This installment of the TCM Greatest Classic Films series presents four vintage films from the 1950’s that entertain while providing food for thought and a common voice for the concerns of movie audiences of the day. While in hindsight, some of the fears may seem exaggerated, perhaps a half-century from now our own contemporary concerns regarding the millennium bug or Nostradamus / Mayan prophecies (and how these fears have been represented in recent movies) may seem quaintly amusing to future generations.
Read on below for synopses about the four films in this box set!
1) Them! (1954, 92 min.)
“Man as the dominant species of life on Earth will probably be extinct within a year!”
The monster thriller Them! postulates a theoretical outcome of the White Sands experiment. Like other giant monster movies of the 1950’s, this film played upon the great social anxiety over the power of the Bomb and public hysteria over the unknown effects of nuclear radioactivity. One such concern was that of mass mutations, and what better way to exploit this fear than to forecast the dreaded arrival of enormous radioactive beasts? So was born the likes of giant Gila monsters, giant spiders, giant insects, and certainly that most famous of all nuclear beasts, Gojira (or as Americans know him, Godzilla).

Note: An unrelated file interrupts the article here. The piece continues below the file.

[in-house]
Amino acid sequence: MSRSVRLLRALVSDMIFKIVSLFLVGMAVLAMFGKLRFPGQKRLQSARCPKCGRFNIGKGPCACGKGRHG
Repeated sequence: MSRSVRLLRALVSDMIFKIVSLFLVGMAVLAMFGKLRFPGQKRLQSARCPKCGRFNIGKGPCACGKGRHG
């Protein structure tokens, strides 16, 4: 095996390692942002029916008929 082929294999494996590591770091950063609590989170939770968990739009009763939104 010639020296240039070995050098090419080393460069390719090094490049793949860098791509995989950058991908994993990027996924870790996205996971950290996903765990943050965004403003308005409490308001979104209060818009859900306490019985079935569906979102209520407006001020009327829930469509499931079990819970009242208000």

Them! opens in New Mexico when a police patrol with Sgt. Ben Peterson (James Whitmore) picks up a young girl wandering alone and in shock about the vast desert expanse of the American southwest. Her family’s destroyed camper is soon located nearby but of the family’s whereabouts, no one knows. The girl is apparently the only survivor of a gruesome tragedy, but she refuses to divulge any further information than to shriek occasionally in terror, “Them! Them! Them!”